Victoria Azarenka walked off court after just three games in her opening match at the French Open on Sunday, fuming over the ‘ridiculous’ conditions.
Roland Garros got underway in the chill and damp of Paris in Autumn on Sunday, with Azarenka walking off court complaining it was “too cold” to play.
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The French Open, which was pushed back from its traditional May-June slot due to the coronavirus crisis, began in steady drizzle and temperatures struggling to reach 10 degrees.
It was all too much for Azarenka, 31, who left the almost deserted Court Suzanne Lenglen after just three games.
“I don’t see the point of sitting on the court when it's eight degrees,” fumed the two-time major winner.
On court she complained: “We are sitting like ducks. It’s too cold, it's eight degrees, I live in Florida.
“This is getting a little ridiculous. I'm not waiting,” she said before storming off to seek shelter.
She added: “You guys are joking right? You don't see what's happening? You guys are not playing, so you have no idea.
“It's raining for like 15 minutes and we're playing, who cares? You can't hold your racquet because it's so wet.”
She returned to complete a 6-1, 6-2 win, playing in black leggings and a tracksuit top.
“Does it increase the risk of players getting injured? Absolutely, I think that it does,” she added ahead of a week in which the cold, wet conditions are forecast to continue.
That echoed fears expressed by 12-time champion Rafael Nadal, who said the conditions combined with a new heavier ball could cause elbow and shoulder problems for players.
Azarenka regained her composure when the match resumed, even if she did complete it wearing clothes more associated with being at the snow.
“I am glad to get it finished so I can watch the others struggle in this weather and rain,” said Azarenka.
However American great Jim Courier wasn’t particularly impressed with Azarenka’s actions in commentary.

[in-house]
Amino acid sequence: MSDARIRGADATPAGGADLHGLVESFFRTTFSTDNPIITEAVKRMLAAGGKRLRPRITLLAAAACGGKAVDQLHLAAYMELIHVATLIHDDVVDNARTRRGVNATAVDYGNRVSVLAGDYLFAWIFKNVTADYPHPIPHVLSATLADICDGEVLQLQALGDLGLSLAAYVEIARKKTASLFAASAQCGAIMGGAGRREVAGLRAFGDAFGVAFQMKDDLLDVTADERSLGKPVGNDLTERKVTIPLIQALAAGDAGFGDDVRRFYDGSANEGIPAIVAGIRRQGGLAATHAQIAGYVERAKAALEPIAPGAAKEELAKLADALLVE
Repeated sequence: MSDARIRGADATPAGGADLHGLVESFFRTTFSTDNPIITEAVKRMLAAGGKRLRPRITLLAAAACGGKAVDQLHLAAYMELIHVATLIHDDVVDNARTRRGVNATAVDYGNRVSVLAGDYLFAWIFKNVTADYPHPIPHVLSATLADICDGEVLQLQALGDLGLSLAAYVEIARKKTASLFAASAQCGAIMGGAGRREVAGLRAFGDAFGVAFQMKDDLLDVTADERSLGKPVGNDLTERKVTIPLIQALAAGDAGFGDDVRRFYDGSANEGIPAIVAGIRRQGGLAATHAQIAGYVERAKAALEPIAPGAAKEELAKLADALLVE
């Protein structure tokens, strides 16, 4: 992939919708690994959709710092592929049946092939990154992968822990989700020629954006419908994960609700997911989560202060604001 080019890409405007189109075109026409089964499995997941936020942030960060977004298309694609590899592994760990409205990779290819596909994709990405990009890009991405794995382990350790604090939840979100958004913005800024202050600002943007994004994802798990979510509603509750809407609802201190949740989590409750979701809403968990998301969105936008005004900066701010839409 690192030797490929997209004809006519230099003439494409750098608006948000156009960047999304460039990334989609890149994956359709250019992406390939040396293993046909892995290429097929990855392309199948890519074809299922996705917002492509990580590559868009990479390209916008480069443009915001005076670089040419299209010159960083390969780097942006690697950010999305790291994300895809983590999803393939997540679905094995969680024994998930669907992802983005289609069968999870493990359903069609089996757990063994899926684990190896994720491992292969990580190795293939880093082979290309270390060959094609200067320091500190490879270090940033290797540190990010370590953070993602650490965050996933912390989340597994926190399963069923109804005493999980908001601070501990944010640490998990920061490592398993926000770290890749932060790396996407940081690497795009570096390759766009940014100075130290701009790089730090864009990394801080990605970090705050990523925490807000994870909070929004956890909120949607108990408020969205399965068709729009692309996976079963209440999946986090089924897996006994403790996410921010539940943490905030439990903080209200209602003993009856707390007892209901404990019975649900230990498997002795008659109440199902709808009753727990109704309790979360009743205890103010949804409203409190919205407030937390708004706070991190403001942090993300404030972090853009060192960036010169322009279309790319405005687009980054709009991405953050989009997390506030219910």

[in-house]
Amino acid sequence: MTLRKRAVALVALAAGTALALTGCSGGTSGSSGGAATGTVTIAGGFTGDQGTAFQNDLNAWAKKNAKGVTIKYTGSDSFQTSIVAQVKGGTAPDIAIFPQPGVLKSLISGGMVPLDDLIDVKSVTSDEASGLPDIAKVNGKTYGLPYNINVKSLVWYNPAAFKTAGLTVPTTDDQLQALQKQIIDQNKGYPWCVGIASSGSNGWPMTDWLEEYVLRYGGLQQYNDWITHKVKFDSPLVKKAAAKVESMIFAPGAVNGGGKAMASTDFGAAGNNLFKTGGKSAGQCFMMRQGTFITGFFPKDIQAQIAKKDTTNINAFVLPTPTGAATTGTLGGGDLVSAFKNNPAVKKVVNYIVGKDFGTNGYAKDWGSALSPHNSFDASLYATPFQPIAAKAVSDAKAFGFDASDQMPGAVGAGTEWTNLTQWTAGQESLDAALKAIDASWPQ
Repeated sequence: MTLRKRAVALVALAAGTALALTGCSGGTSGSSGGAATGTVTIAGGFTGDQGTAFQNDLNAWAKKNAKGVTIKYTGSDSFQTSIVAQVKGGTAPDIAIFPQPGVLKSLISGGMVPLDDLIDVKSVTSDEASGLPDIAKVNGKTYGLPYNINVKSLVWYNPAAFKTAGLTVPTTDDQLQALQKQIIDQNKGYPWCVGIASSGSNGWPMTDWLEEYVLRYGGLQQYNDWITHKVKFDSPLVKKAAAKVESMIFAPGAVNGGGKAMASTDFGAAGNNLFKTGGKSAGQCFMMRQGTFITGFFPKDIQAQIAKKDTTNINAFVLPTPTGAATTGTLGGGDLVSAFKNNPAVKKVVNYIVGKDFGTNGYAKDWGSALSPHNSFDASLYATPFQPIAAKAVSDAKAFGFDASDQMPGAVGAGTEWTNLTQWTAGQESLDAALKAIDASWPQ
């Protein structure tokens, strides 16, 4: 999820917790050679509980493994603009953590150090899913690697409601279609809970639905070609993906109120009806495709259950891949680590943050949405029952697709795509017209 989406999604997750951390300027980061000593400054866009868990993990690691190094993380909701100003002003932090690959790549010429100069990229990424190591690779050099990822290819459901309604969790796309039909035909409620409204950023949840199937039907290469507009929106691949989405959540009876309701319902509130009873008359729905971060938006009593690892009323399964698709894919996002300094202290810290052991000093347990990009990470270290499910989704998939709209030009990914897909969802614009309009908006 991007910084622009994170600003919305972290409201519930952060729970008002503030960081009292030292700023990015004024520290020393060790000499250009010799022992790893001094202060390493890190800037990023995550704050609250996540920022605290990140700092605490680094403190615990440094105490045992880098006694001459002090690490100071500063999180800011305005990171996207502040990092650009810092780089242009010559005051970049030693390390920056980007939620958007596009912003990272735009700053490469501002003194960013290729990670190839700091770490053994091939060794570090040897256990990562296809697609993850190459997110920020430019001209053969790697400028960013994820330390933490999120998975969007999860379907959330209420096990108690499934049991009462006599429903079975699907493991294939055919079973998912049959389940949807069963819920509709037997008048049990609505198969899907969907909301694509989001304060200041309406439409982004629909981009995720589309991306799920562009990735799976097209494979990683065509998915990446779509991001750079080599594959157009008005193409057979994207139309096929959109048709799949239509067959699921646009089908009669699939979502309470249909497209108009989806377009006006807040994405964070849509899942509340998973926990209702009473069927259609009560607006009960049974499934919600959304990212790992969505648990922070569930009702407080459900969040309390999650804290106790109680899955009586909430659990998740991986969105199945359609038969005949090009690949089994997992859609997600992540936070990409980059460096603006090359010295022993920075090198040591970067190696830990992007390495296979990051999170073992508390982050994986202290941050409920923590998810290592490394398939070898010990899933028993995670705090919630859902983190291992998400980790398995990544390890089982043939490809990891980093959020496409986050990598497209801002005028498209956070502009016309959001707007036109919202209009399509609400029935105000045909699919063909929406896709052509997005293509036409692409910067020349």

“I’d like them to have a better argument than: ‘I live in a place where it’s warm’,” the former World No.1 said.
“To be fair, I don’t think that was a particularly strong argument from Vika.
“I certainly understand the players’ trepidation about playing in conditions they deem are unsafe.
"But the fact they are playing all around the grounds doesn’t give a lot of credence to their argument.”
'Ridiculous' cold and rain sparks French Open revolt.— AFP Sport English (@AFP_Sport) September 27, 2020
Victoria Azarenka: 'We are sitting like ducks. It's too cold, it's eight degrees, I live in Florida. This is getting a little ridiculous. I'm not waiting.'https://t.co/fjTiOUTfxh #RG20 @DaveJamesafp pic.twitter.com/iCiWj9rqrm
French Open gets underway in wintry conditions
On Court Simonne Mathieu, Belgian 16th seed Elise Mertens and Russia’s Margarita Gasparyan twice left the arena after also halting play due to the slippery conditions.
Despite the interruptions, play largely continued elsewhere at Roland Garros including on Philippe Chatrier under new the retractable roof.
The roof on the showpiece court has 11 metal and canvas sections, weighing 350 tons each for a total area of 10,000 square metres.
It can cover the sport’s most famous clay court in 15 minutes, while allowing air to pass through the sides.
The roof cost $64 million and brings the French Open into line with the other three majors.
It could play a key role with a dreary forecast for the first week, vastly different to the warmer conditions in the tournament's traditional May-June time slot.
The rain had cleared by the time 2015 champion Stan Wawrinka and Andy Murray walked out on to Philippe Chatrier.
Murray, playing his first clay court match since losing a five-set semi-final to the Swiss star in 2017, may have wished it had remained shut as 16th seed Wawrinka swept to a 6-1, 6-3, 6-2 win.
The 35-year-old fired 42 winners past wildcard Murray, now ranked at 111 in the world after being pushed to the brink of retirement by his lengthy battle with a hip injury.
“I should be analysing that hard and trying to understand why the performance was like that,” said 33-year-old Murray after his joint-worst defeat at a Slam.
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